Soft tissue and skin injuries account for more than 14 million outpatient visits each year in the United States. But what are soft tissues, and how does mobilization therapy help relieve pain and injury to them?
Soft tissues are the different kinds of cells that surround and support your organs and skeletal system. They include muscles, nerves, tendons, ligaments, joints, cartilage, and spinal discs.
Soft tissue injury (STI) is an umbrella term for any type of injury to connective tissue. Common types of injury are:
- stress injuries
These injuries usually affect your muscles, tendons, and fascia. Fascia are the connective tissues that surround, connect, or support your muscles, organs, bones, blood vessels, and nerves.
STIs occur when your muscles are abnormally tense. Your muscles work by tensing up and contracting, then relaxing. They get shorter when they contract. This causes movement in the part of the skeletal system they’re attached to.
Pain, muscle weakness, a restricted range of motion, and a misalignment of the skeletal system can result if the muscle doesn’t relax completely. Other soft tissue injuries can happen acutely. For example, when you twist your ankle or pull a tendon in your groin.
Mobilization therapy can relax tense muscles, break up scar tissue, and reduce fluid build up in the tissue. Soft-tissue mobilization is a manual therapy that is said to relax tense muscles, reduce scar tissue, and stretch or lengthen your fascia. It does this via a number of techniques, including applying gentle pressure and stretching the affected tissue. Sometimes doctors use ergonomically designed tools. This is called instrument-assisted soft tissue mobilization.
STI treatment begins with a physical examination to assess your overall condition. This can identify hot spots and determine the range of motion in your affected joints. From there, you’ll be advised on a course of action. This may include a number of therapy sessions.
Mobilization therapy treats problems affecting the upper and lower extremities, as well as neck and back pain. Problems in the upper extremities include:
- tennis elbow
- golf elbow
- carpal tunnel syndrome
- tendinitis of the biceps and rotator cuff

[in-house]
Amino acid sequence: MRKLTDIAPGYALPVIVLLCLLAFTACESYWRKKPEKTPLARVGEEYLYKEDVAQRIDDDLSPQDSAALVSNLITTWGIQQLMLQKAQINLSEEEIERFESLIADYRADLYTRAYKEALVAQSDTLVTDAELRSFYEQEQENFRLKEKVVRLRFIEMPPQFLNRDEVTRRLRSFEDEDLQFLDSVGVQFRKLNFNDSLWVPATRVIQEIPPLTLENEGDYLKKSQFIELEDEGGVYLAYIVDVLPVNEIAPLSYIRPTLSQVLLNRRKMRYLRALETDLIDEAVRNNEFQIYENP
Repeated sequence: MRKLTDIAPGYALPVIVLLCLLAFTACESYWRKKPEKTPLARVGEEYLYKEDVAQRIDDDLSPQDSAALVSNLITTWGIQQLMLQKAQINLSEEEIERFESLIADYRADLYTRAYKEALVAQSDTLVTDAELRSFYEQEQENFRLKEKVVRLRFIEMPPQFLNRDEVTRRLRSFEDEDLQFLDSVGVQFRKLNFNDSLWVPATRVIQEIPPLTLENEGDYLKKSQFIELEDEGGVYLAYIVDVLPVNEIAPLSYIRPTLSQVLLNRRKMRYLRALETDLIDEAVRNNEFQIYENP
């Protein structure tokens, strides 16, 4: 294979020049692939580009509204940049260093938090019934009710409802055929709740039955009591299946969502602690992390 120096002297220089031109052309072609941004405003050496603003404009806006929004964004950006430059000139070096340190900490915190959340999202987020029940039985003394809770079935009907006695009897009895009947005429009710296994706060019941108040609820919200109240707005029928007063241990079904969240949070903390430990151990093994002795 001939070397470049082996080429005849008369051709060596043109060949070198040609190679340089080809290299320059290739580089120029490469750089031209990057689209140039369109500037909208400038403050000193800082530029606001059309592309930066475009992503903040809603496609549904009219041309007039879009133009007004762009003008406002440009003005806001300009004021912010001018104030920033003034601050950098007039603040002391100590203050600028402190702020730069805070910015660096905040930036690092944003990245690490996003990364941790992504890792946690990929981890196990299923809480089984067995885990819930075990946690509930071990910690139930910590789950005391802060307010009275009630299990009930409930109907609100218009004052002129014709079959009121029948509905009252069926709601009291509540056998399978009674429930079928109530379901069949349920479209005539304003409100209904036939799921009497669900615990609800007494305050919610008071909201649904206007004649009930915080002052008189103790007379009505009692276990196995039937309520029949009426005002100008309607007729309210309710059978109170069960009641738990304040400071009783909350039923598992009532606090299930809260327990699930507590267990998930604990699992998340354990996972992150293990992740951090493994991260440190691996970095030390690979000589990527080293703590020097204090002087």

Problems in the lower extremities include:
- tendinitis of the heel and knee
- sprained ankle and knee
- hip replacement
- quadriceps tendon strain or tear
- shin splints
- plantar fasciitis
- Morton’s neuroma
Mobilization therapy is provided by a number of health professionals. These include occupational therapists, physical therapists, osteopathic physicians, chiropractors, and massage therapists.
How mobilization therapy works is not fully understood. Most clinical studies have either been too small or involved only animals.
“Soft-tissue mobilization has been suggested to have an array of benefits, however most of the claims are in fact not supported by the research,” says physical therapist Shane Hayes, BAppSc (Physio), PostGrad (SportsPhty), who works with Olympic athletes.
“Evidence shows us that you can't break down tissues, release muscles, or change muscle structure.”
In fact, the effect may actually be neurological, not physical. “The benefits instead may lie in psychological and neurological mechanisms. The sensation of touch that occurs is the key actually,” says Hayes.
“The sensation or pressure provides a neural input to the brain which subsequently may result in a decrease in … neural activity to the muscle.”
The first step in treating a sprain or strain is to follow RICE. That stands for rest, ice, compression, and elevation. Mobilization therapy may provide relief for some people with strains and other connective tissue damage.